University of Texas at Austin

Archive for the ‘biology’ Category

Friday, December 18, 2009

Research round up for fall 2009

Why women have sex. Why some ants don’t. Is your online personality the real you? What do bats sing about to each other? Who’s that new meat-eater shaking up the dinosaur family tree? Do toddlers make their own grammar?

These are among the questions that University of Texas at Austin researchers answered in the fall 2009 semester.

Here’s a look back at what they found.

Women and sex: Let me count the whys
Challenging the idea that women’s sexual motivations are tied exclusively to
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Friday, October 16, 2009

Pianka goes Nova. Super!

Eric Pianka and Gisela Kaufmann--Photo by Carsten Orlt

Eric Pianka and Gisela Kaufmann–Photo by Carsten Orlt

Sometimes it pays to read those old magazines gathering dust in doctors’ offices. That turned out to be Eric Pianka’s version of being discovered by a talent scout.

Pianka, a biologist who holds the Denton A. Cooley Centennial Professorship at the University of Texas at Austin, is the expert guide in “Lizard Kings,” a part of the Nova series on PBS. It will be shown on KUT at 7 p.m. Oct. 20, 2009.

And it’s
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Friday, September 25, 2009

Using your brain

R. Dayne Mayfield

R. Dayne Mayfield

The people who use their brain to think ahead about donating their brains to science do R. Dayne Mayfield a big favor.

Mayfield, a researcher at the Waggoner Center for Addiction and Alcoholism Research, uses the brain tissue to study the genetic impact of alcohol on the brain.

READ MORE about ADDICTION research at on Oct. 5, 2009

The more he knows about the donors, the better the information obtained from the donors’ tissue.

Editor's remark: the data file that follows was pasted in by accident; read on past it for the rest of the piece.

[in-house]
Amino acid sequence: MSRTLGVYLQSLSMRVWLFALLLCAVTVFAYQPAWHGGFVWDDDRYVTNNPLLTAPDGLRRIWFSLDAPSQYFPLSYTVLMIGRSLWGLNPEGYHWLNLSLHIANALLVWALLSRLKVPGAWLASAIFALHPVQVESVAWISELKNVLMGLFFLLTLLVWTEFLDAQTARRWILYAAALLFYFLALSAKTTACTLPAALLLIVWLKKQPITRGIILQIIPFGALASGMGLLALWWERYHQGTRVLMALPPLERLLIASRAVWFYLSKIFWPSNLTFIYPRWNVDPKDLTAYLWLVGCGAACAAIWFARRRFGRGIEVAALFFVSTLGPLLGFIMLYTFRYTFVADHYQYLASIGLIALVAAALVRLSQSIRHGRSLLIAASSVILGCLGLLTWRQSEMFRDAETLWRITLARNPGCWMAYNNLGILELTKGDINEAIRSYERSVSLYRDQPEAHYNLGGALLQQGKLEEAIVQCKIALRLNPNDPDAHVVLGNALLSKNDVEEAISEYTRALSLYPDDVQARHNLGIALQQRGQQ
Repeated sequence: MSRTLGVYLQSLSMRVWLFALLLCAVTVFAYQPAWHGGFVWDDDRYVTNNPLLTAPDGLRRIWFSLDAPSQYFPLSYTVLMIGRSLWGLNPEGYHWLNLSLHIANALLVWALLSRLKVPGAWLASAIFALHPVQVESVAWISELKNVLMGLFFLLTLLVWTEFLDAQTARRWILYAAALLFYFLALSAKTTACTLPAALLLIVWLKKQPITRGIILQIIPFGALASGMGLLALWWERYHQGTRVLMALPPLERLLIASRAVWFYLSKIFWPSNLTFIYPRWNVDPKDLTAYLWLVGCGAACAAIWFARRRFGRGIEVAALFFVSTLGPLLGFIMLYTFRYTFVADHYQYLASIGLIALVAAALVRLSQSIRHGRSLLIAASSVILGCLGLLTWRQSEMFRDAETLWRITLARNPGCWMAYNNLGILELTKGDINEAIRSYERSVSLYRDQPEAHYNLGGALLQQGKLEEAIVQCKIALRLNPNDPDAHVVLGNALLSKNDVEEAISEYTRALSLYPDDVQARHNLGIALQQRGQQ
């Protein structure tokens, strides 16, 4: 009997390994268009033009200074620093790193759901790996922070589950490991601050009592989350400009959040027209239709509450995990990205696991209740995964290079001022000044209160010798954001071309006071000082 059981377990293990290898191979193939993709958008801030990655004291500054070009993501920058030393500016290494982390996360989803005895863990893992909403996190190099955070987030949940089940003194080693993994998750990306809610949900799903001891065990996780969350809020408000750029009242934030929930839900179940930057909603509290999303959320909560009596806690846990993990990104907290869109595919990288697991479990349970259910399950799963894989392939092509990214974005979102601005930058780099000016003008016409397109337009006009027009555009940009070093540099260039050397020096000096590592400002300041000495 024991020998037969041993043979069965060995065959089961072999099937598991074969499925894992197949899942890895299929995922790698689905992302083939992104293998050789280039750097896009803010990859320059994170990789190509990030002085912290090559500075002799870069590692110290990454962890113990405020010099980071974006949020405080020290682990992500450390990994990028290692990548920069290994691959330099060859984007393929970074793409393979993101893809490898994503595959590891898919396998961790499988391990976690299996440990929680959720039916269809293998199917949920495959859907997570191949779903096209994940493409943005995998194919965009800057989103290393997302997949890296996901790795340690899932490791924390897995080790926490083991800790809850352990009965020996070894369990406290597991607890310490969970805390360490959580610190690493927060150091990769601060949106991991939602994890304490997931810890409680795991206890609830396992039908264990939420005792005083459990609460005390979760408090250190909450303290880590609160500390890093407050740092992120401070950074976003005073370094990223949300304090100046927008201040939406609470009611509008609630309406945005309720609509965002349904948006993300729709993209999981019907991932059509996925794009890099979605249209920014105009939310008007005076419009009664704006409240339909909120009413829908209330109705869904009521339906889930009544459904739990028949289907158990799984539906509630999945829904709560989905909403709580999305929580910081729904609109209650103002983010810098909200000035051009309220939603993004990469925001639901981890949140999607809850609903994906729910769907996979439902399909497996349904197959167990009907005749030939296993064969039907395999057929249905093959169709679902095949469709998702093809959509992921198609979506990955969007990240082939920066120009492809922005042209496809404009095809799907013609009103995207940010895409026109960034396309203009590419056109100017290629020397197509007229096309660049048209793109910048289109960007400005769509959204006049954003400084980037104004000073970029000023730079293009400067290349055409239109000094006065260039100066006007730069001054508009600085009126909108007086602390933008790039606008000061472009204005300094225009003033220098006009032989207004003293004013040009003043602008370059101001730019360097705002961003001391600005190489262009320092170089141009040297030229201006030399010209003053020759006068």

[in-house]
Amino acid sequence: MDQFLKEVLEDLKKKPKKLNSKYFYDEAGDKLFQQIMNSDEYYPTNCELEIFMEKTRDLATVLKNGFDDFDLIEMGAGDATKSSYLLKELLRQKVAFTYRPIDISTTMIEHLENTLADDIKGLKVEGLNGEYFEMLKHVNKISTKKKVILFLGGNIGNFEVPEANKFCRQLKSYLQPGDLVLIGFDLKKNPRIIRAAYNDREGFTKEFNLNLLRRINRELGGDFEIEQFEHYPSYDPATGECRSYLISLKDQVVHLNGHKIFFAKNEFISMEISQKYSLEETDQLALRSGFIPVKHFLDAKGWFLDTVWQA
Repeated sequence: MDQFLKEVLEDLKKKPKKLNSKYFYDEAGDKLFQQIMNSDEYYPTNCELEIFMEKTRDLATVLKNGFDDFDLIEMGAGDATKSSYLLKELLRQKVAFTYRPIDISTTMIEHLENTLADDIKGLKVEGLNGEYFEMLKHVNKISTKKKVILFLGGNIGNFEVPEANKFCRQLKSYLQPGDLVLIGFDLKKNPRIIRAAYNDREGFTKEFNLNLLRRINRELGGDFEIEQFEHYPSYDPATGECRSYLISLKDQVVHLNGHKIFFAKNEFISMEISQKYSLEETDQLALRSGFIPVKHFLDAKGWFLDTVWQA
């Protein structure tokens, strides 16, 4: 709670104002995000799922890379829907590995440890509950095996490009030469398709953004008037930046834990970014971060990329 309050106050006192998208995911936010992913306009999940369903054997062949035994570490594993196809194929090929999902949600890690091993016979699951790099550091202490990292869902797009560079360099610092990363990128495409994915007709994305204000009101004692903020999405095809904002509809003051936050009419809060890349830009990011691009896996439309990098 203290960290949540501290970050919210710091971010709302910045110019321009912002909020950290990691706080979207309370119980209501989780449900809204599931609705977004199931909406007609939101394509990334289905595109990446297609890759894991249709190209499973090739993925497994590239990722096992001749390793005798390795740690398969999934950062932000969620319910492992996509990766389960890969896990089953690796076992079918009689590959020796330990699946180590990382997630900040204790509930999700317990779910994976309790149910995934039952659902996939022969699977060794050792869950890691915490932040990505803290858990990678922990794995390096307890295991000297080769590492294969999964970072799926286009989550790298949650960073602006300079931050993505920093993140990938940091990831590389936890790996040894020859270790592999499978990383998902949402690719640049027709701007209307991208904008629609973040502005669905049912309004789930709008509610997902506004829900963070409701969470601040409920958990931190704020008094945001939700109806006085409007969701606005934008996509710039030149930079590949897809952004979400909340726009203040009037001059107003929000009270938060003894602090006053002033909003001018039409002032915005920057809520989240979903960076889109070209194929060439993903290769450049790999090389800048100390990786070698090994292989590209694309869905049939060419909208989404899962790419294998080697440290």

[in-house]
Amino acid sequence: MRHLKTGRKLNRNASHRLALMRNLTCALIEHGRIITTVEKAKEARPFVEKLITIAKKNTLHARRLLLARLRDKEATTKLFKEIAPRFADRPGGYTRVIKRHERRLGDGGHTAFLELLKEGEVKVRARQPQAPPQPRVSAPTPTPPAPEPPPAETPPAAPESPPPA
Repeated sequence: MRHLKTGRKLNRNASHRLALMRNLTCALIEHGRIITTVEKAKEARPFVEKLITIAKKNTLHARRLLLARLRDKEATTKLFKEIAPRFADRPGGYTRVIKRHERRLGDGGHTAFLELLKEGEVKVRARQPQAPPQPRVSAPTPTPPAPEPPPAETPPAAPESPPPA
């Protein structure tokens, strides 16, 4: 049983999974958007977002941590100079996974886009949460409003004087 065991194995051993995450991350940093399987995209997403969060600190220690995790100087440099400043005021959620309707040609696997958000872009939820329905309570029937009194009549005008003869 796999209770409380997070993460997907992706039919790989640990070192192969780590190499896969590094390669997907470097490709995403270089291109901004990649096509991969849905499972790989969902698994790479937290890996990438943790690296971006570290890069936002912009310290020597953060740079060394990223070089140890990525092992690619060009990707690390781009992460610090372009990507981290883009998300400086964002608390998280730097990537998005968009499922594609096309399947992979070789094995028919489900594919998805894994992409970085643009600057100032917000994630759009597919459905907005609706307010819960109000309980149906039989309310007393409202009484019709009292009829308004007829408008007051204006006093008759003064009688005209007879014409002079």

The plan-ahead donors fill out a questionnaire detailing
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Tuesday, September 8, 2009

Batty love songs

George Pollak

George Pollak

The experiment began in a backyard barn. Instruments used included sophisticated recording equipment. A strong regimen of statistical analysis capped it off.

The result: evidence that suggests that male bats sing songs with distinguishable syllables and phrases to attract females, and in some cases, to warn other males to stay away. The paper written about the study was published in PLOS One.

The research was a collaboration of the owner of the barn, Barbara Schmidt-French of Bat Conservation International; George Pollak, a
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Monday, July 27, 2009

More on skin cancer probe

While KEYE-Channel 42 interviewed Prof. James Tunnell about his optical skin cancer probe, Further Findings also had video equipment rolling.

Here is a clip of Tunnell explaining how the probe might work.

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Tuesday, July 21, 2009

Skin cancer probe featured on KEYE

Ron Oliveira and James Tunnell

Ron Oliveira and James Tunnell